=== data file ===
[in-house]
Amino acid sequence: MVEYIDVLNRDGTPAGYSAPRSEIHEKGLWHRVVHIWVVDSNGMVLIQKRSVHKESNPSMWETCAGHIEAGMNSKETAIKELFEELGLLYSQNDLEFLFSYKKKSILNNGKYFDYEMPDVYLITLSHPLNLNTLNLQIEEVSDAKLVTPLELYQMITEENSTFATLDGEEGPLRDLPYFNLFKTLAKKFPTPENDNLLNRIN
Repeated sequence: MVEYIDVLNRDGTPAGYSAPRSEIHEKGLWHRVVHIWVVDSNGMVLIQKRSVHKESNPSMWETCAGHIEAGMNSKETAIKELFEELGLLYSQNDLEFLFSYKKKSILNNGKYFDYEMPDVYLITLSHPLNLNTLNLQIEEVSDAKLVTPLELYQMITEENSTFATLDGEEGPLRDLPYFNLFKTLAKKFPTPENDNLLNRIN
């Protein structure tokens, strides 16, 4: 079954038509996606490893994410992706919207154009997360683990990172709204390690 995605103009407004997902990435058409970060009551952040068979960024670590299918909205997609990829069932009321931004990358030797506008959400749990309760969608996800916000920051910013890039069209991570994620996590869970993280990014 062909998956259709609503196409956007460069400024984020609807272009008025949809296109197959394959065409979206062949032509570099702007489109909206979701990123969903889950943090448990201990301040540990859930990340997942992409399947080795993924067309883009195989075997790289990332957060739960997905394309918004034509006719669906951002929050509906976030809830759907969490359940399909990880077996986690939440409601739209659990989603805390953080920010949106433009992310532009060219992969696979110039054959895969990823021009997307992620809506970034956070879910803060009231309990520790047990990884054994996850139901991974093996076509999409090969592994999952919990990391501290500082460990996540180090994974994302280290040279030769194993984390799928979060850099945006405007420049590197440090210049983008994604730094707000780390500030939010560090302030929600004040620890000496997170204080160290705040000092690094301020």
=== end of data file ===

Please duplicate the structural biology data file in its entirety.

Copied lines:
[in-house]
Amino acid sequence: MVEYIDVLNRDGTPAGYSAPRSEIHEKGLWHRVVHIWVVDSNGMVLIQKRSVHKESNPSMWETCAGHIEAGMNSKETAIKELFEELGLLYSQNDLEFLFSYKKKSILNNGKYFDYEMPDVYLITLSHPLNLNTLNLQIEEVSDAKLVTPLELYQMITEENSTFATLDGEEGPLRDLPYFNLFKTLAKKFPTPENDNLLNRIN
Repeated sequence: MVEYIDVLNRDGTPAGYSAPRSEIHEKGLWHRVVHIWVVDSNGMVLIQKRSVHKESNPSMWETCAGHIEAGMNSKETAIKELFEELGLLYSQNDLEFLFSYKKKSILNNGKYFDYEMPDVYLITLSHPLNLNTLNLQIEEVSDAKLVTPLELYQMITEENSTFATLDGEEGPLRDLPYFNLFKTLAKKFPTPENDNLLNRIN
């Protein structure tokens, strides 16, 4: 079954038509996606490893994410992706919207154009997360683990990172709204390690 995605103009407004997902990435058409970060009551952040068979960024670590299918909205997609990829069932009321931004990358030797506008959400749990309760969608996800916000920051910013890039069209991570994620996590869970993280990014 062909998956259709609503196409956007460069400024984020609807272009008025949809296109197959394959065409979206062949032509570099702007489109909206979701990123969903889950943090448990201990301040540990859930990340997942992409399947080795993924067309883009195989075997790289990332957060739960997905394309918004034509006719669906951002929050509906976030809830759907969490359940399909990880077996986690939440409601739209659990989603805390953080920010949106433009992310532009060219992969696979110039054959895969990823021009997307992620809506970034956070879910803060009231309990520790047990990884054994996850139901991974093996076509999409090969592994999952919990990391501290500082460990996540180090994974994302280290040279030769194993984390799928979060850099945006405007420049590197440090210049983008994604730094707000780390500030939010560090302030929600004040620890000496997170204080160290705040000092690094301020």